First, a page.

As the tax rates on top earners continue to rise, many winery and vineyard owners are looking for new ways to reduce what they’re required to pay in taxes.
The good news is there are many tax planning opportunities for wine businesses at the state and federal levels, and if you’re willing to invest some time into researching and implementing them, you can significantly reduce your overall exposure. Let’s look at a few of the ways wineries and vineyards can reduce what they owe, both early on and as they continue to grow.
ENTITY STRUCTURE PLANNING
Good structuring is critical whether you’re starting a wine business from scratch or purchasing an existing business—not only from a tax perspective but also from a legal and business perspective. The entity type you choose depends heavily on your long-term goals for the business, and each comes with pros and cons.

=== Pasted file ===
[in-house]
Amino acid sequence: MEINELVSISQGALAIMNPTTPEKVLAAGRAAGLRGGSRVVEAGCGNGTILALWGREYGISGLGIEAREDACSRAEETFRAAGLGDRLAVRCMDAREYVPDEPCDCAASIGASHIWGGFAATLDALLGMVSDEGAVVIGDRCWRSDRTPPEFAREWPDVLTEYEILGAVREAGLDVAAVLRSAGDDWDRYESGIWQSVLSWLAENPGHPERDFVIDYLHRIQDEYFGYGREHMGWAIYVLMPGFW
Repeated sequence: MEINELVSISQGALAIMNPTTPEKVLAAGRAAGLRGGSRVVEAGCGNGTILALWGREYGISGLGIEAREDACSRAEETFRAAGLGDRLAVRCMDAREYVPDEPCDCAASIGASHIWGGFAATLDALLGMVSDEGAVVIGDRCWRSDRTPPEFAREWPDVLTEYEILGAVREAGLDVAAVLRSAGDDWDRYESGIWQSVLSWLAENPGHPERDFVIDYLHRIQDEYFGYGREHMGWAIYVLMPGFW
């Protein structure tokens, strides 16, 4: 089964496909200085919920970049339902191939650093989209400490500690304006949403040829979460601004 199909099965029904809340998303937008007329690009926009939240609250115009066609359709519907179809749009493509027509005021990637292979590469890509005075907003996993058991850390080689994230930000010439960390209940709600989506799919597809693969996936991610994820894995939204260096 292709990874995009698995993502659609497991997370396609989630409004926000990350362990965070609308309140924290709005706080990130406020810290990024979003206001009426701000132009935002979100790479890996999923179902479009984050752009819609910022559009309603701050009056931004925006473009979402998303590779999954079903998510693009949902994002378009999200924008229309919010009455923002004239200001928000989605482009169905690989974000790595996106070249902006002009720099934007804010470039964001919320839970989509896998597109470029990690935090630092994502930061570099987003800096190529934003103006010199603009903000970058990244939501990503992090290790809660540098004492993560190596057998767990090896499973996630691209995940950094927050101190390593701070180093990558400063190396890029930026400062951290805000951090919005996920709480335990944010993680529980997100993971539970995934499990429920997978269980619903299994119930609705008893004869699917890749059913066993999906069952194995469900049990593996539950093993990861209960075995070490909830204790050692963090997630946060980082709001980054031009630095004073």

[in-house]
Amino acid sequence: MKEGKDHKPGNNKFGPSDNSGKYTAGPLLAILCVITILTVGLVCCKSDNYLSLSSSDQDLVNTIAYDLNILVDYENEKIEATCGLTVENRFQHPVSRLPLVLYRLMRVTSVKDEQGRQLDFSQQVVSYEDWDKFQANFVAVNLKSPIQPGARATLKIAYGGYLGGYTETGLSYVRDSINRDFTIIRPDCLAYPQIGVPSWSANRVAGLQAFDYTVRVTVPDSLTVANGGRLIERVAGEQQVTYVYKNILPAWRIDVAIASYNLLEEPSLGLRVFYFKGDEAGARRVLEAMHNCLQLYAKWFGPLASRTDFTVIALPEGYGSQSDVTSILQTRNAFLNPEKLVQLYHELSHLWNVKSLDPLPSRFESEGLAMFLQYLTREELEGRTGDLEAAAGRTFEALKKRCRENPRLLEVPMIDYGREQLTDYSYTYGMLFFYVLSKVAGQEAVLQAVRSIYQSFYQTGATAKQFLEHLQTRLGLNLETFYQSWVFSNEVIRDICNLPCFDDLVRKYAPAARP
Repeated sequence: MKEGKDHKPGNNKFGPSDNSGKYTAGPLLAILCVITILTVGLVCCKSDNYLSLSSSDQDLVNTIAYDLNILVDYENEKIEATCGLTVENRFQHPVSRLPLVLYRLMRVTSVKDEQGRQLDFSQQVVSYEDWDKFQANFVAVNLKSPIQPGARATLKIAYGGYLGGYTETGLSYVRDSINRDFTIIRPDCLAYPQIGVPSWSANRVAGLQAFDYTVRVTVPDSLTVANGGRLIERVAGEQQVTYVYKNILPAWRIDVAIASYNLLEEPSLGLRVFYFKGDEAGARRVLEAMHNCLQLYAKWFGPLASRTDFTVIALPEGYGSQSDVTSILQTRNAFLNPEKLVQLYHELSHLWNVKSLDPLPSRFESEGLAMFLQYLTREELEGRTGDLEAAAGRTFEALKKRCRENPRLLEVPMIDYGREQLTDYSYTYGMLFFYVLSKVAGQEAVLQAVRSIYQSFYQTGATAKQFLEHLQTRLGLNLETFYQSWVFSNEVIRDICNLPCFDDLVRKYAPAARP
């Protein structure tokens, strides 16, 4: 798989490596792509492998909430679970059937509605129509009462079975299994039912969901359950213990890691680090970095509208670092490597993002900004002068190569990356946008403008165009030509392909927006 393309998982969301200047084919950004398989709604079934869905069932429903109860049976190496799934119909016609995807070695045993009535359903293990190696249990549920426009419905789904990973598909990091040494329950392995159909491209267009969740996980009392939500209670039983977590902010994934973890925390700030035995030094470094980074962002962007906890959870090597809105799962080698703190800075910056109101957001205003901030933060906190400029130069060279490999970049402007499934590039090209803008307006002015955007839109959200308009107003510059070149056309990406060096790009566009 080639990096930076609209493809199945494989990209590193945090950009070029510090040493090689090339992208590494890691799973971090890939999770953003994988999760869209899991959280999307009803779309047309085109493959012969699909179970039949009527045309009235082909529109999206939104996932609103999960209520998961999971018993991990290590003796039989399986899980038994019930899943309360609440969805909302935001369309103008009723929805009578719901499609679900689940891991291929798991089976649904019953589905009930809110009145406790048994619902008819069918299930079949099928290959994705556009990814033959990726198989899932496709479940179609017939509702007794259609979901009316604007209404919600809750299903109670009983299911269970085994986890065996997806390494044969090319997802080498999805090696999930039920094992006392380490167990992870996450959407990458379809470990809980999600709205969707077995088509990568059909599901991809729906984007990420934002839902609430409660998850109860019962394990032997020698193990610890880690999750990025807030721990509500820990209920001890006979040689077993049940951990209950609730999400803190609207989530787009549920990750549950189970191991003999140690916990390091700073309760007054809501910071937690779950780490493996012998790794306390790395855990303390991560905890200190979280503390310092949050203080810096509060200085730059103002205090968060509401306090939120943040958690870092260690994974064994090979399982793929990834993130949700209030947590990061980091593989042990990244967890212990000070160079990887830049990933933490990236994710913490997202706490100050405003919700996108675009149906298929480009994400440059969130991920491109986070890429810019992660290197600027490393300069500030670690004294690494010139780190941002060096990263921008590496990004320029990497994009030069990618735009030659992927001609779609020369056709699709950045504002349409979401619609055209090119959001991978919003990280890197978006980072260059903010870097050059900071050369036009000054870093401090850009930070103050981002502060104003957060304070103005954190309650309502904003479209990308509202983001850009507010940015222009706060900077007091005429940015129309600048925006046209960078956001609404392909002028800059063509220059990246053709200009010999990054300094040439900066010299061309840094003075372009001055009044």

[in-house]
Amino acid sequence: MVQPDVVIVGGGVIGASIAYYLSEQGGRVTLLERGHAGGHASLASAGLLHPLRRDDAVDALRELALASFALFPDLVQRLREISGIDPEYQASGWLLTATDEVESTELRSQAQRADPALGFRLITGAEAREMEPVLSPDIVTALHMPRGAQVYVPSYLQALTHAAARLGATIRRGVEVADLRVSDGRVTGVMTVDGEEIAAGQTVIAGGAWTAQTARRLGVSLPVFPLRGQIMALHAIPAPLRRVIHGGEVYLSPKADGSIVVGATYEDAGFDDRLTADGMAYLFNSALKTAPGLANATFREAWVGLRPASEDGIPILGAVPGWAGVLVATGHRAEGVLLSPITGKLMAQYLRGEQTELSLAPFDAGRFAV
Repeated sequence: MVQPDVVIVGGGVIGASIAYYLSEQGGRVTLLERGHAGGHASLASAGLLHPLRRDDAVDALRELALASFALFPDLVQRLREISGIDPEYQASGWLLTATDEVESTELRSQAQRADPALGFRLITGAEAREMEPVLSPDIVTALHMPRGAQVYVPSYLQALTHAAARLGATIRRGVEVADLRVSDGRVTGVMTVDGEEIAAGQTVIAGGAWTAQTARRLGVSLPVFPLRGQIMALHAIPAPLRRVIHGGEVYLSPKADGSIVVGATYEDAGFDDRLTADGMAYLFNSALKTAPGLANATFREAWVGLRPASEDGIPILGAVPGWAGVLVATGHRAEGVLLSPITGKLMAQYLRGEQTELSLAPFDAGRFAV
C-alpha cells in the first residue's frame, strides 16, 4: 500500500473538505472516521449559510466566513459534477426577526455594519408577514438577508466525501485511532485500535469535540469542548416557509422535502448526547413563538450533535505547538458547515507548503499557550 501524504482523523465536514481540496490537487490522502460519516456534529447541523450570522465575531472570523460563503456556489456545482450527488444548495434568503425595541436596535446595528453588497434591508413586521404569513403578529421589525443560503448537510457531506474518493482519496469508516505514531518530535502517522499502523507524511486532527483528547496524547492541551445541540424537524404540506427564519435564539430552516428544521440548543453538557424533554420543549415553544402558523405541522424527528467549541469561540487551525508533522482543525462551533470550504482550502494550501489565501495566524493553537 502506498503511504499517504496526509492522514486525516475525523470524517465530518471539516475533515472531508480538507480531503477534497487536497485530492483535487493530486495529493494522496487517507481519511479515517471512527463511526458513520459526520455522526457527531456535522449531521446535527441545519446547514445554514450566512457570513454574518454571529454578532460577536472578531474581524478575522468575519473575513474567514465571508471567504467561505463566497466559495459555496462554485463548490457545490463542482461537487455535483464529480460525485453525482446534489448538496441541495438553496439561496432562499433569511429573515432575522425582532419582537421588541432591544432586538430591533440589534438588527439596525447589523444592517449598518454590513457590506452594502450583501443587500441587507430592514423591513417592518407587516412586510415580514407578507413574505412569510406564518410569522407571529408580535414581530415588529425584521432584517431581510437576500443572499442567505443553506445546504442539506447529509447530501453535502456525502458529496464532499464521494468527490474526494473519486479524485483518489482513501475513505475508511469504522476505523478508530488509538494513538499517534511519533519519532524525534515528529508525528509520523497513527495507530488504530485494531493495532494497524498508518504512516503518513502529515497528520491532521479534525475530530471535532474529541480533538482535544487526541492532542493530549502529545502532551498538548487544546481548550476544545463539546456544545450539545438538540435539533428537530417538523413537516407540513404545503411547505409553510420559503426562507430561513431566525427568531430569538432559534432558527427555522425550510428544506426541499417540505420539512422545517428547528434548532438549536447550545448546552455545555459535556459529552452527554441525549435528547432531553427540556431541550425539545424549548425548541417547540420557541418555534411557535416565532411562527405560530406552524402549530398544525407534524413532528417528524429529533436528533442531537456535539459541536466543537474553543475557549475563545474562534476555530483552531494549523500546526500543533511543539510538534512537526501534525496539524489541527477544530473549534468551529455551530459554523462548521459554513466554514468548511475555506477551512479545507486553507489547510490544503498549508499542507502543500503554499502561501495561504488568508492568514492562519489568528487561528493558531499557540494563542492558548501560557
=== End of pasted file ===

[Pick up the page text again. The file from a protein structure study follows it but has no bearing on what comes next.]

On the tax side, C corporation structures are less common due to the double taxation that occurs. Limited liability companies (LLCs) have traditionally been the most popular vehicle, but S corporations are gaining ground as a result of the Affordable Care Act. Unlike an LLC, the flow-through income from an S corporation to an active shareholder isn’t considered self-employment income; as a result, it isn’t subject to self-employment tax or the additional 0.9 percent Medicare tax that went into effect in 2013.
On the other hand, LLCs can provide more flexibility to allocate losses to those members that funded the business, allowing them to use those allocated losses to offset their other taxable income. This can be a great planning tool at the inception of a vineyard or winery business, since in its first five years it may generate only losses as its vineyards come into production and its wine is aged.
Source: Wine Industry Network